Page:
Google Material can be customized with just a SASS sheet. Sadly, wrapper libraries break that. Let's unbreak them.
npm install -g immaterial immaterial yourrules.json
You should now see
You may create a
yourrules.json by copying
lib/material defaults.json to the main directory, configuring the
rules you're interested in, and if you like, removing the others.
What's this all about then guvna
So maybe you're at a company that uses more than one frontend strategy - say,
React (or vanilla and
Riot, or ... eh.)
And, y'know, at one point people will make the correct observation that UI unification is a Good Thing™. And they might, sensibly, think Google Material is a good approach to solving that, because ostensibly it's a nearly pure CSS approach, and that means portability, and yadda yadda. And a cheer will go up among the devs, and everyone will get emotionally committed.
Then the real world hits.
See, kids, there's only two complete
React solutions out there, and only one complete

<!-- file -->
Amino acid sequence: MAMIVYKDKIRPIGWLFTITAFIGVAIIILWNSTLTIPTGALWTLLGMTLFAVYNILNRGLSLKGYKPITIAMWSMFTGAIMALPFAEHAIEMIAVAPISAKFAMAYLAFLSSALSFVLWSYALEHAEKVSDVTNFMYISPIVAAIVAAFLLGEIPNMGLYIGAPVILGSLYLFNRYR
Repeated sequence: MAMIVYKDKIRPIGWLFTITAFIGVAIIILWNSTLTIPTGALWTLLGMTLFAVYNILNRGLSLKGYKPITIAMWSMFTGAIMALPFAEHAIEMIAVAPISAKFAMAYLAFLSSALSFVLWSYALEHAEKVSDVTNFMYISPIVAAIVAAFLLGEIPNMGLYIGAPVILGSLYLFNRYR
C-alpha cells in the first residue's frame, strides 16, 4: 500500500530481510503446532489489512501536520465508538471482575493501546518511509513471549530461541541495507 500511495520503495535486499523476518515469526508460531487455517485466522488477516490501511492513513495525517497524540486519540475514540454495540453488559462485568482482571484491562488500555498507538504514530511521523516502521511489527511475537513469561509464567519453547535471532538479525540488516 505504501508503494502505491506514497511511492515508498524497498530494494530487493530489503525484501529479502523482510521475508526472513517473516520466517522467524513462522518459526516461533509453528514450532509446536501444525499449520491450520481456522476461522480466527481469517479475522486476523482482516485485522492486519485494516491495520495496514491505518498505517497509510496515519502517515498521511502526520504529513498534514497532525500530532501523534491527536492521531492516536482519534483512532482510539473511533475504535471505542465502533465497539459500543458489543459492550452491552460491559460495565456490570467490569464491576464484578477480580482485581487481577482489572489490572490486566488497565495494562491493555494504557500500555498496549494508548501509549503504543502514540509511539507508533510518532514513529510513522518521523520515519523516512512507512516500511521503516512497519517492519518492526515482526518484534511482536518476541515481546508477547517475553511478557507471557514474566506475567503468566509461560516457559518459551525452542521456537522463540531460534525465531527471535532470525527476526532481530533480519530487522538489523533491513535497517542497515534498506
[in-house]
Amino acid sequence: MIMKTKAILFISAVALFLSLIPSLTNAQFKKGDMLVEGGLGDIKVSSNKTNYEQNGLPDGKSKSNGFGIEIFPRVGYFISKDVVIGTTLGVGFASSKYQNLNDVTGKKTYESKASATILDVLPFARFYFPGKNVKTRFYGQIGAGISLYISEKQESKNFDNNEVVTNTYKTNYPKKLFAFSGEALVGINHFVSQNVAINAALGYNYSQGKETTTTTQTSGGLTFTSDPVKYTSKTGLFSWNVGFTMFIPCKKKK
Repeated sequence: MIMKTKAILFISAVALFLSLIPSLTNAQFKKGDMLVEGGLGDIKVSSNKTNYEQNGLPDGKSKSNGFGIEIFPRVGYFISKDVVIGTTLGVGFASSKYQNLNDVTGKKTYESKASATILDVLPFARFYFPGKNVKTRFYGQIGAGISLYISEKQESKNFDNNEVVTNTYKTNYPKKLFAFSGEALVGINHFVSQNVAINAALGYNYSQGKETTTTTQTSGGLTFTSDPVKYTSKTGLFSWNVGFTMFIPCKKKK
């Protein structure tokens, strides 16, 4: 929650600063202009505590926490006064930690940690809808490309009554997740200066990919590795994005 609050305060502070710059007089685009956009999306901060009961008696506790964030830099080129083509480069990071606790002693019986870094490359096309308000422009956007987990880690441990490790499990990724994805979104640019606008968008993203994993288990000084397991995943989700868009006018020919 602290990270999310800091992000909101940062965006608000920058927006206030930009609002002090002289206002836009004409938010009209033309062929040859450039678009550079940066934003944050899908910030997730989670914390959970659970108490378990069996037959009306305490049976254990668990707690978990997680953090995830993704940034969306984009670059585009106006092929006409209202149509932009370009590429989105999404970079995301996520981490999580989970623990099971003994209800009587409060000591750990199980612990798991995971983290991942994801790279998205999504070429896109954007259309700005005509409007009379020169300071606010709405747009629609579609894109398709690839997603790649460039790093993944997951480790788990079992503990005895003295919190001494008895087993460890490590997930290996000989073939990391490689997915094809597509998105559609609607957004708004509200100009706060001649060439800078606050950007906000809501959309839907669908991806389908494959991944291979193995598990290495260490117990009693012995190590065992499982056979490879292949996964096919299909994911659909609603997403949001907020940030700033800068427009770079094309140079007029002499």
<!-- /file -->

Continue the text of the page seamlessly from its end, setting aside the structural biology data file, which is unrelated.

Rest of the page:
Angular solution, and of course
they're not the vendor ones. And of course they're written by people who think that if you're using their solution, then
your entire company is committed to that frontend tech, and they can just break the CSS thing without consequences.
Which, of course, has consequences.
Why I oughta
You don't have to. I already did.
Immaterial. Because that's into what I'm trying to turn this problem. (Woo tortured sentence structure! Wooo.)
The idea is simple.
- Tokenize all the rules that can be represented
- Make a tiny pluggable build system (aww lookit it's so cute)
- Consuming one meta-stylesheet, produce N outputs
- Pre-offer outputs for:
CSS) style SASS rulesheet
React) style imperative API
angular) style imperative API
immaterial is MIT licensed, because viral licenses and newspeak language modification are evil.
Free is only free when it's free for everyone.